Wednesday, September 08, 2021

Dangerous Proxy



Dangerous Proxy

The Key of C (Revisited)

By Stephen L. Wilmeth


          People make things way too hard … guess that’s the way they are.

          That ain’t the way it is for me … I play everything in the key of C.

            Vic Cordier

The Indian George Burns that played the fiddle

Montana Country


                Before he was just Tim Ryan, Vic Cordier’s grandson, Tim Ryan Rouillier, learned to play music at home and then various dance hall and gym stages on the reservation and across northwestern Montana around St. Ignatius. His name change came when he moved to Nashville to sing and write music for some of the biggest names in country music. Although his own attempt in singing his songs never became widely known across a greater spectrum, there are some who will say his album Tried, True and Tested is one of the greatest cowboy albums ever recorded.

            I’m one that would suggest such a superlative.


            Invariably, every Son (and Daughter) of the American West had a proxy who could be found in the borrowed persona of Mr. Cordier.

            It wasn’t his wit or his stature among his peers. It certainly wasn’t his wealth, either. It was his influence that created what a near famous rancher from New Mexico’s Bootheel refers to as Place.

Place in our world constitutes many things. Yes, it could be a particular area and the allure that creates, but simple enchantment is just part of the puzzle. It could be a way of life like what Tim Ryan learned to love playing music to rural gatherings. That theme certainly applies to ranch life whereby young folks are taught, perhaps unbeknownst to themselves, that sights, sounds, and smells have lasting influences.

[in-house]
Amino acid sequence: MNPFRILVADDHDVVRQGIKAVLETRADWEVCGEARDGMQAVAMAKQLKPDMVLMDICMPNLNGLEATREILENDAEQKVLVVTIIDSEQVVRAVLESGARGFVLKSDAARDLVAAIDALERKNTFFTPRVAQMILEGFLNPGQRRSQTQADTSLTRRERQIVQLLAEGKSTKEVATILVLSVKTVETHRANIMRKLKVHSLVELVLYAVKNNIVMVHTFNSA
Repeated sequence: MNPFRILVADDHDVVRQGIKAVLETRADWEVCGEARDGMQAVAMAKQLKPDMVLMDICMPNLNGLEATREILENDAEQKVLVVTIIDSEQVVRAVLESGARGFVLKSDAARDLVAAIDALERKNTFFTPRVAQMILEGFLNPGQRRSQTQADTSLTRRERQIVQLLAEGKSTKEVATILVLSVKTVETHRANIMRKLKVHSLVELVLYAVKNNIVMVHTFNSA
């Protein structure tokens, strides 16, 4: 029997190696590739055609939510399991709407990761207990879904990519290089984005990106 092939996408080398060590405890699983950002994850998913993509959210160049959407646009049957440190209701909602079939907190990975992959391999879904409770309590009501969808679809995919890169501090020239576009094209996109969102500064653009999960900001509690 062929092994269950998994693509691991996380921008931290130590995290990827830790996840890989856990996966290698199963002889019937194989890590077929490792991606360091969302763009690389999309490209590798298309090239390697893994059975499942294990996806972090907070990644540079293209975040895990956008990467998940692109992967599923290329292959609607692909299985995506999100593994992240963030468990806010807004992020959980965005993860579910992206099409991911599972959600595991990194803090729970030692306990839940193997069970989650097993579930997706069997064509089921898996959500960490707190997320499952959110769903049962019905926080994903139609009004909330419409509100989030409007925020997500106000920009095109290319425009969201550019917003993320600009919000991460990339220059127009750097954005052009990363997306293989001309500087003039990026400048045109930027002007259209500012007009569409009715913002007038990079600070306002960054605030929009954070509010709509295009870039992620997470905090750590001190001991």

There is also an invisible bridge of sorts that connects the present to the past. That bridge is created through direct experiences with elders, stories of events, demonstrated outcomes, and responses to unspoken communication.

It is also the need to be tested both in the form of risk as well as simple decision making around the central experiences of Place.

Walt talked about his young neighbor, Adelita, put in a position to shape a drive up a drainage. She was out there by herself, and after she had first blocked a cut where the cattle could split, she spurred her ol’ pony and hustled to the next turnout. Catching up with her and asking if she needed help, she very simply let it be known.

No, I’ve got this!

Terrell had the same sort of thing with his grandson. While shipping cattle, a photo was taken of young Chase working the loading chute with a prod. Later he had been asked about becoming a cowboy only to remind his grandfather he already was a cowboy.

The last time we doctored a wad of pinkeye calves Pepe and I found ourselves in the alley trying to finish staging calves when we heard the chute working. The two kids, Indie and Alexa (both 14 years old), had started the first calves through the load up, had the first one caught, and were administering the treatment without our help. Pepe and I smiled at each other and kept calves coming at them until we were finished.

It the two of them were alone, they could do the same thing. They owned their task and that could well set the stage for even more important things in their lives.

Each of these examples are conditions and experiences implicit in the process of becoming of … Place.